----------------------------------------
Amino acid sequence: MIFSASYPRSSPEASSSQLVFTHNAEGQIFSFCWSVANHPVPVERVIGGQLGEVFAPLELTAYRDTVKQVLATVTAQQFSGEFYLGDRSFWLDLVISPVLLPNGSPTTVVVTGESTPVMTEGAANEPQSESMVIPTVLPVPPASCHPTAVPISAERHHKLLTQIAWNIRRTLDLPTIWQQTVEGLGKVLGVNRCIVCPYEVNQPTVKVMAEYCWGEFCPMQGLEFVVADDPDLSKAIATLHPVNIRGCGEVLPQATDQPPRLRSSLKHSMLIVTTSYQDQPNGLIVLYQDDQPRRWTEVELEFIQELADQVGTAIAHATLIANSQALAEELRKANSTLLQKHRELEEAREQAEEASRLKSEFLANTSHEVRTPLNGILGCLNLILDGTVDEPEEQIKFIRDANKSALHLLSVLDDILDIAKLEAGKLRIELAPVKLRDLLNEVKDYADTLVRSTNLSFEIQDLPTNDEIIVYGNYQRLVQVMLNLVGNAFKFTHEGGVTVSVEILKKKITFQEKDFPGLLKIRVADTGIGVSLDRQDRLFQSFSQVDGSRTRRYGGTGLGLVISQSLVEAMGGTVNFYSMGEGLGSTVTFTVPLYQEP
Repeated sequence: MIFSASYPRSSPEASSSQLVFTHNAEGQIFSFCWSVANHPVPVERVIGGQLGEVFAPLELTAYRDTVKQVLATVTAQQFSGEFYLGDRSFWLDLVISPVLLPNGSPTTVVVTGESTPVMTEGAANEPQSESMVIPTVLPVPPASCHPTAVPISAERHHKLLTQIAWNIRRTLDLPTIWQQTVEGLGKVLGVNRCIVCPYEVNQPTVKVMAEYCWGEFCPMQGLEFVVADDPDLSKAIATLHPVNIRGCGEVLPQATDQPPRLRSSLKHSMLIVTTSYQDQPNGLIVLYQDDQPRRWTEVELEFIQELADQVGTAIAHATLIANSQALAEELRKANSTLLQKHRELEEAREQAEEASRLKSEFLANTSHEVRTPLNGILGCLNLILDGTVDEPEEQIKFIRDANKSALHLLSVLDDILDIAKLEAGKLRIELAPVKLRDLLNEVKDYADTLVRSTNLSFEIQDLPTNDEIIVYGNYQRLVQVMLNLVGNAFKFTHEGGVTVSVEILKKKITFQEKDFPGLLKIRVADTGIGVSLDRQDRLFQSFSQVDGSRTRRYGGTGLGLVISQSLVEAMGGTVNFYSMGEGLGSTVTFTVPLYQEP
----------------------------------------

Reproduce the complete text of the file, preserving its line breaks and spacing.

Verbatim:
Amino acid sequence: MIFSASYPRSSPEASSSQLVFTHNAEGQIFSFCWSVANHPVPVERVIGGQLGEVFAPLELTAYRDTVKQVLATVTAQQFSGEFYLGDRSFWLDLVISPVLLPNGSPTTVVVTGESTPVMTEGAANEPQSESMVIPTVLPVPPASCHPTAVPISAERHHKLLTQIAWNIRRTLDLPTIWQQTVEGLGKVLGVNRCIVCPYEVNQPTVKVMAEYCWGEFCPMQGLEFVVADDPDLSKAIATLHPVNIRGCGEVLPQATDQPPRLRSSLKHSMLIVTTSYQDQPNGLIVLYQDDQPRRWTEVELEFIQELADQVGTAIAHATLIANSQALAEELRKANSTLLQKHRELEEAREQAEEASRLKSEFLANTSHEVRTPLNGILGCLNLILDGTVDEPEEQIKFIRDANKSALHLLSVLDDILDIAKLEAGKLRIELAPVKLRDLLNEVKDYADTLVRSTNLSFEIQDLPTNDEIIVYGNYQRLVQVMLNLVGNAFKFTHEGGVTVSVEILKKKITFQEKDFPGLLKIRVADTGIGVSLDRQDRLFQSFSQVDGSRTRRYGGTGLGLVISQSLVEAMGGTVNFYSMGEGLGSTVTFTVPLYQEP
Repeated sequence: MIFSASYPRSSPEASSSQLVFTHNAEGQIFSFCWSVANHPVPVERVIGGQLGEVFAPLELTAYRDTVKQVLATVTAQQFSGEFYLGDRSFWLDLVISPVLLPNGSPTTVVVTGESTPVMTEGAANEPQSESMVIPTVLPVPPASCHPTAVPISAERHHKLLTQIAWNIRRTLDLPTIWQQTVEGLGKVLGVNRCIVCPYEVNQPTVKVMAEYCWGEFCPMQGLEFVVADDPDLSKAIATLHPVNIRGCGEVLPQATDQPPRLRSSLKHSMLIVTTSYQDQPNGLIVLYQDDQPRRWTEVELEFIQELADQVGTAIAHATLIANSQALAEELRKANSTLLQKHRELEEAREQAEEASRLKSEFLANTSHEVRTPLNGILGCLNLILDGTVDEPEEQIKFIRDANKSALHLLSVLDDILDIAKLEAGKLRIELAPVKLRDLLNEVKDYADTLVRSTNLSFEIQDLPTNDEIIVYGNYQRLVQVMLNLVGNAFKFTHEGGVTVSVEILKKKITFQEKDFPGLLKIRVADTGIGVSLDRQDRLFQSFSQVDGSRTRRYGGTGLGLVISQSLVEAMGGTVNFYSMGEGLGSTVTFTVPLYQEP